And scares people.

People, huh? Not That Simple…

Dad & Dying Inside

I’ve learned over the years that one of the most powerful pieces that I have is the talking, listening and giving thing. A group exercise with rules and rituals designed to make it easier for (men) to give themselves permission to ask for advice, be OK with receiving gifts of feedback in return and to offer their own gift from the heart in service of others.

And in my world these are very definitely Gifts, not least because as we all know there are universal rules for receiving gifts.

Aren’t there?

Accept the gift in the spirit it is given – look the giver in the eye and say ‘thank you’ using their first name.

And that’s just what we do: You’d be amazed at how much role modelling and coaching and practice most people need to make eye contact and say ‘thank you’ and be comfortable with it.

Or would you?

Topics are the usual suspects e.g.

Fitting in

Keeping fit

Kicking a bad habit

Saying sorry

Keeping hope alive

And anything else that anyone wants to bring.

It’s a piece with a high level of intimacy that requires high levels of trust – so it’s not something I dive into on the morning of Day 1. This is back end of program stuff when we’ve all spent a ton of time together.

It’s especially powerful if a member of staff is brave enough to embrace the practice of Controlled Vulnerability and does the first ask. I’ve also had times when nothing is forthcoming from anyone – staff or men – so I’ve chosen to lead instead with a topic that is real for me and comes from the heart.

That’s been interesting.

On this occasion I was spared as one of the senior men led with Being A Good Dad.

(The full title in brackets was actually: Being a good dad while I’m inside and my kids are outside and they are growing and time is passing and I feel powerless…)

Oh. My. Word. Did that ever resonate.

In a group around 16 strong of men aged from early 20’s to mid 50’s all bar two were fathers.

Most spoke, everyone listened and I suspect all of us had a crash course of insights into others in the room rarely or never glimpsed previously. 

We had 40mins, I suspect we could have stayed on topic all day and it was yet another reminder of a truth I’ve had proof of time and again through this work: We have more in common than we have differences which is why there is always hope – if we have the wit to choose to look.

Beware: Bias

This is not an objective piece of writing.

For the sake of transparency this is what you need to know:

  • As an educated middle-aged white bloke with agency and economic means I recognise that I am operating at the least level of difficulty in this (my) society. (Thanks to author John Scalzi for that nugget).
  • I’ve never served time and there is no history of prison service in my family.
  • Writing and podcasting about my experiences is first and foremost a selfish act: It helps me make sense of ‘em. If other people are moved to consider their own stuff as a result of being drawn into mine then that’s just peachy.

This is what you should know about what I think about crime-punishment:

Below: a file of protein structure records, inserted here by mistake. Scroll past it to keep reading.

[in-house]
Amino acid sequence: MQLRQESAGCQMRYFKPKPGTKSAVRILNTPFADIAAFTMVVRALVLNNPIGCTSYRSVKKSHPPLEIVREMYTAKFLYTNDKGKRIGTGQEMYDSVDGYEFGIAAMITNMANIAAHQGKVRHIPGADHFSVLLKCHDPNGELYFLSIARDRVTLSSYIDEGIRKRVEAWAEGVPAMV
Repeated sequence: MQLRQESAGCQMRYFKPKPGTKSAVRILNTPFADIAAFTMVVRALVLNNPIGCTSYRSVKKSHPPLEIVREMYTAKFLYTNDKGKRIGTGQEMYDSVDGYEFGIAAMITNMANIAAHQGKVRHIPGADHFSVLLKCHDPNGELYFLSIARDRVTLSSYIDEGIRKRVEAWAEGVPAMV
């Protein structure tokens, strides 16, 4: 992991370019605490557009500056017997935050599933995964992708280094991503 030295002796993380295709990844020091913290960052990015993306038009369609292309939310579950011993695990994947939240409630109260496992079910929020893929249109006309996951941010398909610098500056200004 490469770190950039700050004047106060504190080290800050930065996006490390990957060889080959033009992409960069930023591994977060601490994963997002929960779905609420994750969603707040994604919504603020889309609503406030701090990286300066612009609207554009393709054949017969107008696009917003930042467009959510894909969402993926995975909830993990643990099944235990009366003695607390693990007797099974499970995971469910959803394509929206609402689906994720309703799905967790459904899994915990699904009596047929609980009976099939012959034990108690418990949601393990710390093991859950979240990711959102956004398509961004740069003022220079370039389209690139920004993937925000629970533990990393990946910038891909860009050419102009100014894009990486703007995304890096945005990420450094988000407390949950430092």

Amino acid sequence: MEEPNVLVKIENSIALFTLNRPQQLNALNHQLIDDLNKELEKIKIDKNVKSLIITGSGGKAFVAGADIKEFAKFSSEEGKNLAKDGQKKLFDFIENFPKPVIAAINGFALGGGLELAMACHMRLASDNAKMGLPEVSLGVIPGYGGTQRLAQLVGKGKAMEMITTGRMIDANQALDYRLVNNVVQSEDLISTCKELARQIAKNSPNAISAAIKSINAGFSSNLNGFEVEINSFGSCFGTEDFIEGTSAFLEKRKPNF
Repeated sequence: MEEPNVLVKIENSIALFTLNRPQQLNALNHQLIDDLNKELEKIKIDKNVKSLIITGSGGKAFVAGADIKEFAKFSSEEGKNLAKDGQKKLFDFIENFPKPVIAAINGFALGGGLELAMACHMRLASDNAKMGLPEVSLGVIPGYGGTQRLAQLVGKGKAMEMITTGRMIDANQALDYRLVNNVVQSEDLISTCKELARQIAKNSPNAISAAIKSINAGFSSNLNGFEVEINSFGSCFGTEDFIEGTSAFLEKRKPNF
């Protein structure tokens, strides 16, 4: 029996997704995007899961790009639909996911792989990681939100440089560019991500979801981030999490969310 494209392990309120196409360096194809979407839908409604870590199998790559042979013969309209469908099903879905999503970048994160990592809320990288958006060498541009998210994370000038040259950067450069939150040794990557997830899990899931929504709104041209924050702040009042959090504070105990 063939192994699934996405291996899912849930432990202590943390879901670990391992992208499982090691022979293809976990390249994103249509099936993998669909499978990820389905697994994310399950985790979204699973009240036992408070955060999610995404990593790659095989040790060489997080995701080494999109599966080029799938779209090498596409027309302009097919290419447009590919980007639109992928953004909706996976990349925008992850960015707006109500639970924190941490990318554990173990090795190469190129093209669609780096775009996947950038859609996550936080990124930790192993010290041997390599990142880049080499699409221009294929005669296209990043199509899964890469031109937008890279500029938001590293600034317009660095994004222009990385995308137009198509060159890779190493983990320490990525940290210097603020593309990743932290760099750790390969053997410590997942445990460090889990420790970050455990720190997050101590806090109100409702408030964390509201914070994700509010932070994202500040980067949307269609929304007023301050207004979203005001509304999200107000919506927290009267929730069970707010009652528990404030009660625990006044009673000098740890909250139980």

• With very few exceptions prison should return men and women who have committed a crime back to society ready and able to contribute and participate as a paid-up member of the human race.
  • With very few exceptions those people deserve that chance.

Many parts of our justice system need wholesale reform. The challenge for people like me is how to make a meaningful contribution among the chaos and contradictions – and that’s a work in progress for most of us, I suspect.

Timeline RFYL CIC

You think it’s hard breaking out of prison? You want to try breaking in: 

2012 First invitation to a Category C prison. Project pulled pre-start 

2013 First short pilot delivered at a Cat D prison

2014-16 More testing – more pilots – still no ££

2016 RFYL Conception. Doors open–doors close-funding bids/rejected

2017 RFYL Community Interest Company formed. More rejections 

2018 Doors open–close/bids etc: Getting boring now. Still no ££

2019 March: Second Proof Of Concept pilot HMP Stafford 

2019 June: First corporate sponsorship Kebbell Homes

2019 Dec: First paid work secured HMP Wymott, Theraputic Community

2020 March: Covid19 pandemic hits - work stops as prisons enter lockdown

2020 June: Start online coaching supporting prison governors as prisons stay shut

2021 January: First funding for Covid19 response work HMP/YOI Brinsford

2021 March: 3 programs delivered in semi-lockdown HMP/YOI Brinsford

2021 Sept: Second corporate sponsor PwC Foundation 

2021 Dec: Prisons revert to almost full lockdown as Omicron variant hits

2022 Feb: Start working in person with prison leadership groups

2022 March: NHS funding award to re-start in-prison work in NW

2022 Oct: In-prison work re-starts for older men at HMP Wymott

2023 July: Two year extension to NHS funding for expansion of in-prison work

2024 Feb: First delivery of this project HMP Manchester (site one of three)

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Photo Credits: Phil   Summit Fever  and  Racing Snakes